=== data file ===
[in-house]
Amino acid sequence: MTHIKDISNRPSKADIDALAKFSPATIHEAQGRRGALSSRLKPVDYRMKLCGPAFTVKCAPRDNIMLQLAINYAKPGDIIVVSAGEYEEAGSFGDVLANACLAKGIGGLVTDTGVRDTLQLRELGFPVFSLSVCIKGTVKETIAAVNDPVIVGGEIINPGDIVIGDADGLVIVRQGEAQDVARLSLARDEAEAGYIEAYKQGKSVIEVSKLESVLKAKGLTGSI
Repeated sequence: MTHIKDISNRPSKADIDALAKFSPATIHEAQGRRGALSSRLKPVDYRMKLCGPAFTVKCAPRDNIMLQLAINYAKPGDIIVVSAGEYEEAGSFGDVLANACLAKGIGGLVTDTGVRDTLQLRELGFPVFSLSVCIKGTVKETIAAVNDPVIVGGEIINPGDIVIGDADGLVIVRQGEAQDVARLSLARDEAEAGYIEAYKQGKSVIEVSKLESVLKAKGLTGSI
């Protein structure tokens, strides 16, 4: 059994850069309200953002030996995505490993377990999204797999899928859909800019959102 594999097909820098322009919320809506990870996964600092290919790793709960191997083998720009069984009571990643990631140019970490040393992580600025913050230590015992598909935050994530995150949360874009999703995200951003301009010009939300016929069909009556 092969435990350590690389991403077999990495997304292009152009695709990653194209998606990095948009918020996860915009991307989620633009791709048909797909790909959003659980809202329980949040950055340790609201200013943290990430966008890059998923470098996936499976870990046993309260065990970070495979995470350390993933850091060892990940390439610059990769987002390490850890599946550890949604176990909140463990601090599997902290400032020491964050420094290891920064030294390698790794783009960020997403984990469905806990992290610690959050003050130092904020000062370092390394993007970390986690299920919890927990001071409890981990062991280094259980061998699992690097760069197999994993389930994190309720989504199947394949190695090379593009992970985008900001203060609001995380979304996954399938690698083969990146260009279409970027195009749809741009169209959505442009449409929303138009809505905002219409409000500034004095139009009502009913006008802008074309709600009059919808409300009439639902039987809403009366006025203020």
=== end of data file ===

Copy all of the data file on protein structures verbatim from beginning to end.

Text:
[in-house]
Amino acid sequence: MTHIKDISNRPSKADIDALAKFSPATIHEAQGRRGALSSRLKPVDYRMKLCGPAFTVKCAPRDNIMLQLAINYAKPGDIIVVSAGEYEEAGSFGDVLANACLAKGIGGLVTDTGVRDTLQLRELGFPVFSLSVCIKGTVKETIAAVNDPVIVGGEIINPGDIVIGDADGLVIVRQGEAQDVARLSLARDEAEAGYIEAYKQGKSVIEVSKLESVLKAKGLTGSI
Repeated sequence: MTHIKDISNRPSKADIDALAKFSPATIHEAQGRRGALSSRLKPVDYRMKLCGPAFTVKCAPRDNIMLQLAINYAKPGDIIVVSAGEYEEAGSFGDVLANACLAKGIGGLVTDTGVRDTLQLRELGFPVFSLSVCIKGTVKETIAAVNDPVIVGGEIINPGDIVIGDADGLVIVRQGEAQDVARLSLARDEAEAGYIEAYKQGKSVIEVSKLESVLKAKGLTGSI
């Protein structure tokens, strides 16, 4: 059994850069309200953002030996995505490993377990999204797999899928859909800019959102 594999097909820098322009919320809506990870996964600092290919790793709960191997083998720009069984009571990643990631140019970490040393992580600025913050230590015992598909935050994530995150949360874009999703995200951003301009010009939300016929069909009556 092969435990350590690389991403077999990495997304292009152009695709990653194209998606990095948009918020996860915009991307989620633009791709048909797909790909959003659980809202329980949040950055340790609201200013943290990430966008890059998923470098996936499976870990046993309260065990970070495979995470350390993933850091060892990940390439610059990769987002390490850890599946550890949604176990909140463990601090599997902290400032020491964050420094290891920064030294390698790794783009960020997403984990469905806990992290610690959050003050130092904020000062370092390394993007970390986690299920919890927990001071409890981990062991280094259980061998699992690097760069197999994993389930994190309720989504199947394949190695090379593009992970985008900001203060609001995380979304996954399938690698083969990146260009279409970027195009749809741009169209959505442009449409929303138009809505905002219409409000500034004095139009009502009913006008802008074309709600009059919808409300009439639902039987809403009366006025203020």